We hope that you, dear reader, will welcome this concept, and that this reference work will give you many ideas and support you when needed.
Functions are the powerful tools in Microsoft Excel. Our goal is to give the readers an idea to each single function with the aid of plausible examples so that everyone is capable of using the exhaustless possibilities.
So this book is aimed to everyone who is interested in working with Microsoft Excel – independent of being a beginner or power user or of using Excel privately or on business.
We want to make readers with little experience familiar with the functions so they will see meaningful scenarios to use them.
But we also want to enable a reader who has worked with Excel and provide several scenarios to move to the next level of knowledge.
You want to calculate the probability of gaining in the lottery or have to provide meaningful reporting of the annual sales? No problem. Let’s get started.
We make a basic assumption that you are generally experienced in working with Microsoft Office and have a basic idea of Excel. We will spend no time explaining the user interface of Microsoft Excel and the single icons in the new ribbons.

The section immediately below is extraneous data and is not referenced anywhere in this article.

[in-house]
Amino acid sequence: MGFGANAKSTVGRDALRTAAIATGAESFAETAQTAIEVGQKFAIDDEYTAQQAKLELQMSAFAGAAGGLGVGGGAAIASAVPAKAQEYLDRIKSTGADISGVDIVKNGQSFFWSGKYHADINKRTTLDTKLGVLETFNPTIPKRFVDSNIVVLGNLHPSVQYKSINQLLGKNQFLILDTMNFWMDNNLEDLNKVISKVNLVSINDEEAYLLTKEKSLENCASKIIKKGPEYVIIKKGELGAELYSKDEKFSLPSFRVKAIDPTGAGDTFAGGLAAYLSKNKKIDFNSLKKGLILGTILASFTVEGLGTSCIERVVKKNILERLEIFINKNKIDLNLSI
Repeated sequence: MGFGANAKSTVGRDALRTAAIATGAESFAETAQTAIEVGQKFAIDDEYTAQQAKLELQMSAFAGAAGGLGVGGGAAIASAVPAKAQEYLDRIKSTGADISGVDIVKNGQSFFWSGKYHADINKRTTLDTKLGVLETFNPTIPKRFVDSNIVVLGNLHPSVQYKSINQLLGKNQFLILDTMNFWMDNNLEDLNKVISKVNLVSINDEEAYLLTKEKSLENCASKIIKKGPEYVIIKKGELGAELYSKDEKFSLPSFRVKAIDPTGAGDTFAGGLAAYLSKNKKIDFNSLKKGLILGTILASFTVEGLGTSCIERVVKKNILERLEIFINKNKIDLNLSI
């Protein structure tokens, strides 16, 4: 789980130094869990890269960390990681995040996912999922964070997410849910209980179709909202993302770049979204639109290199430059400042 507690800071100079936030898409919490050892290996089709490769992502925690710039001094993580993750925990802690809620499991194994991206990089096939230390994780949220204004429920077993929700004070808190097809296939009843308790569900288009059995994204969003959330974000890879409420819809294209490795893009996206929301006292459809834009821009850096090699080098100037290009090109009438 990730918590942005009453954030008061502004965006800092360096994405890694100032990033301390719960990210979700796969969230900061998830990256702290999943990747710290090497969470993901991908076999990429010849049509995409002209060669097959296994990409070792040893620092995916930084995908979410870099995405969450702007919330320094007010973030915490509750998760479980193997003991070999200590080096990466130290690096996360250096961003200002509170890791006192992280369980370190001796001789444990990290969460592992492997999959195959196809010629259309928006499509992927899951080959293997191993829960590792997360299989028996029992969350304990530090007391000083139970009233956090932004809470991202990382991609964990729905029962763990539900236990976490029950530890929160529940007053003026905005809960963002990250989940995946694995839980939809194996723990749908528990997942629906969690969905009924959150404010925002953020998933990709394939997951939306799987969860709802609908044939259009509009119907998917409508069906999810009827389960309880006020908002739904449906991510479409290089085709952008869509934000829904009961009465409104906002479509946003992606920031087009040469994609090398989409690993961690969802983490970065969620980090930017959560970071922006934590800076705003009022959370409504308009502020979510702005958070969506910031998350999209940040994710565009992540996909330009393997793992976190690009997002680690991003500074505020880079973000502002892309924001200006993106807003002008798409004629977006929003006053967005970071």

If you are an experienced Excel user Chapter 1 and 2 can be skimmed over. If not we hope to give you an idea of the general possibilities you get with Excel. We hope that the many pages you have in front of you will be helpful to you. Use them to your advantage, and if you like the book, please don’t keep your opinion to yourself. Write to us and let us know what you like about it, and especially what we should improve.
All the functions have been tested in Excel 2000 to 2010. With the exception of 2007/2010-specific characteristics, most descriptions can even be used with Excel 97. Where necessary we added comments regarding the particularities of the different versions.
The book is divided into four parts.
This part contains Chapters 1-4. They describe working with Excel, provide a general introduction to using Microsoft Excel 2010, and give you a first look at formulas and functions. For beginners and experts alike, we have outlined the use of formulas and table functions with all the important notes, instructions, tips, and tricks.
Because we consider the Excel 2010 add-in PowerPivot quite extraordinary, we have introduced it briefly in this section. It has relatively little to do with spreadsheet functions, but we still wanted to acquaint you with it.
Chapters 5 and 6 show that you can do a lot more with most functions than just use them in a worksheet. You can create and program your own functions.
Chapter 5 Special Functions provides examples for using special functions in names and conditional formatting, as well as for validity and data checks. We hope you will find many ideas and clues for your own Excel solutions here.
Chapter 6 Custom Functions introduce you to programming in Excel. You can create any custom functions in Excel and then use them just like the built-in functions.
Chapters 7 through 17 provide the descriptions of the main Excel functions.